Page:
The device of the instant invention permits a predetermined amount of additive solution to be discharged into the toilet tank and/or bowl from an outlet port of the device during each flush cycle. The tablet is positioned in a cavity within the device such that water has a predetermined amount of contact therewith, it being understood that there must be some contact of the tablet with the water so that additive solution may be formed. Tablet positioning such that water has only minimum contact with the tablet would, of course, prevent excessive dissolution of the tablet and prolong the life of the additive compound, a desirable situation when the tablet is relatively very water-soluble. However, when the tablet is relatively less water-soluble, it is desirable that the water remain in contact therewith. Generally, the less water-soluble the tablet, the more thereof would be in contact with the water in order to create sufficient additive solution.
A second cavity is also provided in the device, said second cavity communicating with the tablet cavity and holding a solution of the dissolved additive material. Preferably, this second cavity is large in comparison to the predetermined quantity of additive solution which is delivered to the tank and/or bowl with each flush. This is an important, but optional, feature of the device which permits substantial uniformity of additive delivery to the toilet tank and/or bowl during each of numerous, closely-spaced flushes. Depending, inter alia, upon the stability of the tablet and the solution resulting from the contact of water therewith, the size of the second cavity may be adjusted accordingly.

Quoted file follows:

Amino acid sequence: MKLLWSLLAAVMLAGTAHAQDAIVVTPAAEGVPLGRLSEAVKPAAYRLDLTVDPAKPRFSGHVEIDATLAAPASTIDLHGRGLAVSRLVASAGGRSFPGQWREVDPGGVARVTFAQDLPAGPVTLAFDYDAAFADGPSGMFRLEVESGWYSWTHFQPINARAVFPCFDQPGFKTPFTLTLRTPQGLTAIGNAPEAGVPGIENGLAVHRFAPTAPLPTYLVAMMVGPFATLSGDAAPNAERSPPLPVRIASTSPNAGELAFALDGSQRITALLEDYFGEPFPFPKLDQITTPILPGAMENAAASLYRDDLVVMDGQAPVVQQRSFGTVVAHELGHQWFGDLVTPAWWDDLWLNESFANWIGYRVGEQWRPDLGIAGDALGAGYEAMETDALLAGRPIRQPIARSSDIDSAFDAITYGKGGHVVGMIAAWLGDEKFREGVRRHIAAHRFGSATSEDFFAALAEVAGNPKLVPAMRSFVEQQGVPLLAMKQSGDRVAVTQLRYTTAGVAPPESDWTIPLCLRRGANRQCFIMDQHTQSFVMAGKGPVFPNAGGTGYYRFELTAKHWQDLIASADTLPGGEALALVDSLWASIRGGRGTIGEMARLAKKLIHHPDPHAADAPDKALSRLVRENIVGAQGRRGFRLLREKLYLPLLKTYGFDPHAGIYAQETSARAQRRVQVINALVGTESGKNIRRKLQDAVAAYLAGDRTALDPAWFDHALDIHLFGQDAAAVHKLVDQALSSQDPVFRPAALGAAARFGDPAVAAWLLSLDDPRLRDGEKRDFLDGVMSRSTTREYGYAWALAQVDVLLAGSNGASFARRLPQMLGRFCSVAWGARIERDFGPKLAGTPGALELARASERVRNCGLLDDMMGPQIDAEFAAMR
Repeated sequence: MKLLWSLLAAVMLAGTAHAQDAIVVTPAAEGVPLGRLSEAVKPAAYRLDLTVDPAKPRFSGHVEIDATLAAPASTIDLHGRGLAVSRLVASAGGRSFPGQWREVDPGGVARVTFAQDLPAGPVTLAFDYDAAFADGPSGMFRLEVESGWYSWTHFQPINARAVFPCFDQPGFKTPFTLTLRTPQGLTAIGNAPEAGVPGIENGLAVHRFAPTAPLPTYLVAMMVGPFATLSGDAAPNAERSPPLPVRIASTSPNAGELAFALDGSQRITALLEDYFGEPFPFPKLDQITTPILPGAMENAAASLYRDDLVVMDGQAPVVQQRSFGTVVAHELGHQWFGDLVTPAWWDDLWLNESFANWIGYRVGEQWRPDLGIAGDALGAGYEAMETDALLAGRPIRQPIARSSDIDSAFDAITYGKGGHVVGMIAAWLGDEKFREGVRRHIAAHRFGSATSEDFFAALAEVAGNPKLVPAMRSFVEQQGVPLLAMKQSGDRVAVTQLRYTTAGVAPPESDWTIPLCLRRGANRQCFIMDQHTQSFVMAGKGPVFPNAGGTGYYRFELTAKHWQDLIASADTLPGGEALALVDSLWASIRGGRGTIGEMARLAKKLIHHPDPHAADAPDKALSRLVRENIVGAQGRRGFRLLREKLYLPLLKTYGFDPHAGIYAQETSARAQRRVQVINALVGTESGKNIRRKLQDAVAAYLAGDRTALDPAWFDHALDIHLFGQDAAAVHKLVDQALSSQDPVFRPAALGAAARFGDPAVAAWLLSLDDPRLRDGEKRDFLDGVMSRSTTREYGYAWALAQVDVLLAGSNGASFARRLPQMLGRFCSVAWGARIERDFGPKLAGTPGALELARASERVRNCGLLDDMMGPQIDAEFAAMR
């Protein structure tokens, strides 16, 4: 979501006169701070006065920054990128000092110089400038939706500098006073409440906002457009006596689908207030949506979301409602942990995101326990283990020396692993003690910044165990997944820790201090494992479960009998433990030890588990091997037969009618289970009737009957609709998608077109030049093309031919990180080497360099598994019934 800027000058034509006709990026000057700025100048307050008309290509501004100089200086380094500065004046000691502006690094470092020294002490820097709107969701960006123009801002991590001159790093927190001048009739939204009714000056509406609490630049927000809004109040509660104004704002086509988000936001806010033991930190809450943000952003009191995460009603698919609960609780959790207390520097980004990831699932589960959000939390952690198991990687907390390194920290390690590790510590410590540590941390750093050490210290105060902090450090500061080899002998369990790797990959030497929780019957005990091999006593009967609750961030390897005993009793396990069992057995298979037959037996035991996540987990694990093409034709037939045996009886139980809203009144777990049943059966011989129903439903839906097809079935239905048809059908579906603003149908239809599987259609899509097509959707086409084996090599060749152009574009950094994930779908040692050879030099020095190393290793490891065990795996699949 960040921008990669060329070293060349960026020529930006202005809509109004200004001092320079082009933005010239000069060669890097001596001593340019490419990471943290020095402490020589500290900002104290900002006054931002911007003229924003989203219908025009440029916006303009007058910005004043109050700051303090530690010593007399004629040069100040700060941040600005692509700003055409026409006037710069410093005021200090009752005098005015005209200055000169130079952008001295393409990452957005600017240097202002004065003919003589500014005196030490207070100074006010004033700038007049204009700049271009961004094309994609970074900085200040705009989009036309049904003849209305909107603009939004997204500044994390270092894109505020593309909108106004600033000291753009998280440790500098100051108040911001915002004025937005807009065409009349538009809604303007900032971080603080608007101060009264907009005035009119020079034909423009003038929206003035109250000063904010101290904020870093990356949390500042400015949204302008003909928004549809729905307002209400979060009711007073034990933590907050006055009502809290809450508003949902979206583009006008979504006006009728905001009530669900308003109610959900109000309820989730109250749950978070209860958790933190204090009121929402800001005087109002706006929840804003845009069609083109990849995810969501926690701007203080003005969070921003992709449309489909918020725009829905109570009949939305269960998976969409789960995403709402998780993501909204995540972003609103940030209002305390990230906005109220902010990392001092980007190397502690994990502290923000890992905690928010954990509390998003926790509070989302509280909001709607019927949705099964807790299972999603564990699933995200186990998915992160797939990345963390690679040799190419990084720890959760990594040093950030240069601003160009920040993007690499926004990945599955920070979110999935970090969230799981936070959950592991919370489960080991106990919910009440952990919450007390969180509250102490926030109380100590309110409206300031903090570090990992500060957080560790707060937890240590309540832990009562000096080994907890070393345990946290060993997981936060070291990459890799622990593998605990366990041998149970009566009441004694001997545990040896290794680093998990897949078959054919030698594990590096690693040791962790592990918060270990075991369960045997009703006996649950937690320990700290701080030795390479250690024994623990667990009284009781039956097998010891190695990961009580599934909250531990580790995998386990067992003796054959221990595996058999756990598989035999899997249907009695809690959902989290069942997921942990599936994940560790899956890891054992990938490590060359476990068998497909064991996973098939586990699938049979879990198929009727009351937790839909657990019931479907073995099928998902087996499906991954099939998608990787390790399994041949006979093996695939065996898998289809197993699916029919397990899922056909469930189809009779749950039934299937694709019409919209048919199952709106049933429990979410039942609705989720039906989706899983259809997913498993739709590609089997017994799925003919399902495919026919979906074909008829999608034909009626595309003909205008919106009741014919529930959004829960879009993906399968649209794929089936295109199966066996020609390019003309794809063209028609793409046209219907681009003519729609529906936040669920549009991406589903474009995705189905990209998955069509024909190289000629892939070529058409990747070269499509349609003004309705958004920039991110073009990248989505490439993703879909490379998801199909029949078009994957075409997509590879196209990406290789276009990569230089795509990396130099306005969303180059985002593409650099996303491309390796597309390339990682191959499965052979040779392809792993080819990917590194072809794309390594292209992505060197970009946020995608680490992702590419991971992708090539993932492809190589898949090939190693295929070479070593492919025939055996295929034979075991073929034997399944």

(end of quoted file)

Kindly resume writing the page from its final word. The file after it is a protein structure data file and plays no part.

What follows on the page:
In operation, as the toilet is being flushed, a predetermined amount of water flows into the solution cavity and this predetermined amount of water causes a corresponding amount of additive solution to be discharged from the cavity and substantially into the tank. By appropriately positioning the device in the tank, the optimum amount of the additive solution may be transferred into the tank and/or bowl during the flush, and remain therein during the quiescent period before the next flush. Other variables such as, for example, the size of the predetermined amount of additive solution to be delivered to the tank and/or bowl, may also be adjusted to provide optimum functioning of the device as desired.
The invention may be better understood by reference to various embodiments illustrated in the accompanying drawings, in which:
FIG. 1 is a front view in elevation of one embodiment of the dispensing device of the invention;
FIG. 2 is a side view in elevation of the device of FIG. 1;
FIG. 3 is a side cross-sectional view in elevation taken along the lines 3--3 of FIG. 1;
FIG. 4 is a cross-sectional plan view taken along the lines 4--4 of FIG. 1;
FIG. 5 is a cross-sectional view in elevation of a modified construction of the device taken along the lines 5--5 of FIG. 1;
FIG. 6 is a cross-sectional plan view of the modification of FIG. 5, taken along the lines 6--6 of FIG. 5;
FIG. 7 is a front elevational view of another embodiment of the dispensing device of the instant invention;
FIG. 8 is the right side view in elevation, with parts broken away to show compartment interiors, taken along the lines 8--8 of FIG. 7;
FIG. 9 is a cross-sectional plan view taken along the lines 9--9 of FIG. 7;
FIG. 10 is a front elevational view of yet another embodiment of the dispensing device of the present invention; and,
FIG. 11 is a side cross-sectional view in elevation taken along the lines 11--11 of FIG. 10.